In first-principles calculations, hybrid functional is often used to improve accuracy from local exchange correlation functionals. A drawback is that evaluating the hybrid functional needs significantly more computing effort. When spin-orbit coupling (SOC) is taken into account, the non-collinear spin structure increases computing effort by at least eight times. As a result, hybrid functional calculations with SOC are intractable in most cases. In this paper, we present an approximate solution to this problem by developing an efficient method based on a mixed linear combination of atomic orbital (LCAO) scheme. We demonstrate the power of this method using several examples and we show that the results compare very well with those of direct hybrid functional calculations with SOC, yet the method only requires a computing effort similar to that without SOC. The presented technique provides a good balance between computing efficiency and accuracy, and it can be extended to magnetic materials.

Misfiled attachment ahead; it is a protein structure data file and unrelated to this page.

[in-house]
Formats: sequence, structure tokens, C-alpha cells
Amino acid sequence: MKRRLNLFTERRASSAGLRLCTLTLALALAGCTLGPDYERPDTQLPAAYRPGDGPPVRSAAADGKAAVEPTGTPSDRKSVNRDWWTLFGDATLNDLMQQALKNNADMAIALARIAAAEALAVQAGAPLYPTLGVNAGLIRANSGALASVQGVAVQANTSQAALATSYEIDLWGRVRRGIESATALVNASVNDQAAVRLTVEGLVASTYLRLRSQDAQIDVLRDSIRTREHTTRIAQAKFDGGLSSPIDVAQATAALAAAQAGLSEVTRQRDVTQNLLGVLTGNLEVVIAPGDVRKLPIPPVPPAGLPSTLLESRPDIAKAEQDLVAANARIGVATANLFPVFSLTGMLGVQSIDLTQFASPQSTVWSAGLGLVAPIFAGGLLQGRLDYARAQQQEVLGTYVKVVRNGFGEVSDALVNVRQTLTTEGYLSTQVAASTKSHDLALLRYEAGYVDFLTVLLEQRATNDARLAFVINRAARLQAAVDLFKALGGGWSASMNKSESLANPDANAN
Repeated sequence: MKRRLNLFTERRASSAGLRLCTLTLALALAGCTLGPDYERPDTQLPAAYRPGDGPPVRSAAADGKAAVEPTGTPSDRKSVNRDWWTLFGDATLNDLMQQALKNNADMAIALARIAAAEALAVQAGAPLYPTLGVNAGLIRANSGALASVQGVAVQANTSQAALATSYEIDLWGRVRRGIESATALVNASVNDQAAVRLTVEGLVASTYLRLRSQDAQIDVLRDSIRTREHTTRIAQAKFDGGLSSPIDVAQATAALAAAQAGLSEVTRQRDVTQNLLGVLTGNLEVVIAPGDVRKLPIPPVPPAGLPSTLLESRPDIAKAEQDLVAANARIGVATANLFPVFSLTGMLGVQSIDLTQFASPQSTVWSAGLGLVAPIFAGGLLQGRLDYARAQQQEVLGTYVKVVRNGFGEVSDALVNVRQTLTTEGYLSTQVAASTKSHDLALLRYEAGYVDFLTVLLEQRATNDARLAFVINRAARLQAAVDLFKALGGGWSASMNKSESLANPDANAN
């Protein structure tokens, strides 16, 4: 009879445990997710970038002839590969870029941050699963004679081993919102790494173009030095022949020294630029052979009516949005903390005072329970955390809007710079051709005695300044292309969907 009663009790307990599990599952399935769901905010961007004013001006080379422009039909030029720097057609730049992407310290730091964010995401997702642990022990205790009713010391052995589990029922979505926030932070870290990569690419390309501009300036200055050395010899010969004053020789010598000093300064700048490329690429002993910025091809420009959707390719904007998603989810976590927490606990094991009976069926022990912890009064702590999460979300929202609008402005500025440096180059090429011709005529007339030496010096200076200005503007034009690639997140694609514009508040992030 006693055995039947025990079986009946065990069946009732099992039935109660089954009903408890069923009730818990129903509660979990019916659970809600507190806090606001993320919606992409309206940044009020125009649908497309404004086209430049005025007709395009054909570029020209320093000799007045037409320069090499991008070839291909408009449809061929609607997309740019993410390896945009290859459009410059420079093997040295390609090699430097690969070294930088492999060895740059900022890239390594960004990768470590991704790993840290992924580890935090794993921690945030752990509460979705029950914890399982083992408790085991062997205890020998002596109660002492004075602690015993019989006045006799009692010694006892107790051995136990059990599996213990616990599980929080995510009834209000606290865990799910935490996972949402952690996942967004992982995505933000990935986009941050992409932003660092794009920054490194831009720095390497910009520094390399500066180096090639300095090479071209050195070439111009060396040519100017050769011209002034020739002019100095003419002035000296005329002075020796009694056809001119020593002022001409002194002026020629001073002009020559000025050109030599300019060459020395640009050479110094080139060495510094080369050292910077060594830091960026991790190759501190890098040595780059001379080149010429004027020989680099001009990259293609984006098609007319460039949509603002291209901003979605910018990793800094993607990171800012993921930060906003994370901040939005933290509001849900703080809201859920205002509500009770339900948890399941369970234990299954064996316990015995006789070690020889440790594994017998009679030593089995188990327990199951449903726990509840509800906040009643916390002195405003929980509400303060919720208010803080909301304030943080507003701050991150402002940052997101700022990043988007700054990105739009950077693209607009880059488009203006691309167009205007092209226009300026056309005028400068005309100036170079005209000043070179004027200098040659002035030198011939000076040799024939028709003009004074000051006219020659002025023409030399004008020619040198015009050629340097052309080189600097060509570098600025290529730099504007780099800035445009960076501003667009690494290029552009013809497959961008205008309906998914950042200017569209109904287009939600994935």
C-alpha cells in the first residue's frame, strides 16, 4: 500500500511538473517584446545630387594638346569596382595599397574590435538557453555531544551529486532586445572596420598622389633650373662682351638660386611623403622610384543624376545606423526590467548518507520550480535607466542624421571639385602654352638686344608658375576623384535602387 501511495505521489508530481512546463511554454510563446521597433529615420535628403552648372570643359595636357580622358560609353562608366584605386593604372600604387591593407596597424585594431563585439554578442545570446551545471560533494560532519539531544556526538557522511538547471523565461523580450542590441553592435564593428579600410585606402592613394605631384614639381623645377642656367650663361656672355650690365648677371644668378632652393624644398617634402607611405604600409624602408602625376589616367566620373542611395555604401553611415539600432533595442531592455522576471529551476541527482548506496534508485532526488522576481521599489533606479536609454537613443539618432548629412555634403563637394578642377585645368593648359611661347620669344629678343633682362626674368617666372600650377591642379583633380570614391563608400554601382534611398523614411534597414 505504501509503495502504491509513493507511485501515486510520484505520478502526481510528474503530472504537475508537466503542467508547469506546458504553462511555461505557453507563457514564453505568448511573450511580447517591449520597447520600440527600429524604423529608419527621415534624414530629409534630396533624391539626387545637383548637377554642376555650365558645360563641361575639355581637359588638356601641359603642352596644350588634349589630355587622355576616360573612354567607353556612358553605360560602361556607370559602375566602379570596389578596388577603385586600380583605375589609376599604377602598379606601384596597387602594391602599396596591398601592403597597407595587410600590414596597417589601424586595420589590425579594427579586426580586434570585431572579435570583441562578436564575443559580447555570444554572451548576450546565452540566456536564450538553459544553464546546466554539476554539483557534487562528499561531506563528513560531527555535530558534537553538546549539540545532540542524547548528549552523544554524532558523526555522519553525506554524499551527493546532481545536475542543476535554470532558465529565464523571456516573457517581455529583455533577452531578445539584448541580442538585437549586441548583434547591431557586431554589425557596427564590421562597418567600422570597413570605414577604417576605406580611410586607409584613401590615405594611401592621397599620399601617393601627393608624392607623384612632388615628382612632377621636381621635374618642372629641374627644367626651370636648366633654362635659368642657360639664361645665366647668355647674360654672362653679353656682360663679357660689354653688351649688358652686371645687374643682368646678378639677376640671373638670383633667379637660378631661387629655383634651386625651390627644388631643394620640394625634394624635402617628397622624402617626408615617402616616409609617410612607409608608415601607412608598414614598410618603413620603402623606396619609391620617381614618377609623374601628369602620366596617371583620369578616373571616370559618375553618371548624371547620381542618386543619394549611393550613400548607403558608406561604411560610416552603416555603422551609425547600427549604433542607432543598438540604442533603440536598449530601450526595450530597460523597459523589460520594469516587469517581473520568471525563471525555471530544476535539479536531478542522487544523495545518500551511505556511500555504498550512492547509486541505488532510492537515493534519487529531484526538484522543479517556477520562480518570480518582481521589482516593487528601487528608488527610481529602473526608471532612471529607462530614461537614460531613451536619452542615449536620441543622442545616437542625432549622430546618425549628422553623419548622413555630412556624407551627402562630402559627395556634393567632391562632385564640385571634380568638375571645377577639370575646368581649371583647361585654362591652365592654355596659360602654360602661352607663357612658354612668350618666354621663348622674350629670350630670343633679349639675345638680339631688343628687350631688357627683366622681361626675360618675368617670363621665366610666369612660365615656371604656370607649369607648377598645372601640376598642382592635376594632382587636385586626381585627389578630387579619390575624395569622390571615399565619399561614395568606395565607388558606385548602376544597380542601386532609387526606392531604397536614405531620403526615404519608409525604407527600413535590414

We present optical study of MAPbBr3 single crystals grown from solution by inverse temperature crystallization method. Photoluminescence temperature dependence of narrow and isolated exciton resonance showed encouragingly low inhomogeneous broadening {\Gamma} ~ 0.5 meV, which is comparable to those of MBE-grown III-V heterostructures, indicating high quality of the solution-grown perovskite. Excitonic origin of the resonance was proved by its superlinear pump intensity dependence in contrast to the linear behavior of the defect-assisted recombination bands. In addition, for the first time phonon replicas were resolved in MAPbBr3 photoluminescence spectra and attributed to the known lattice vibrational modes by comparison with Raman scattering spectra.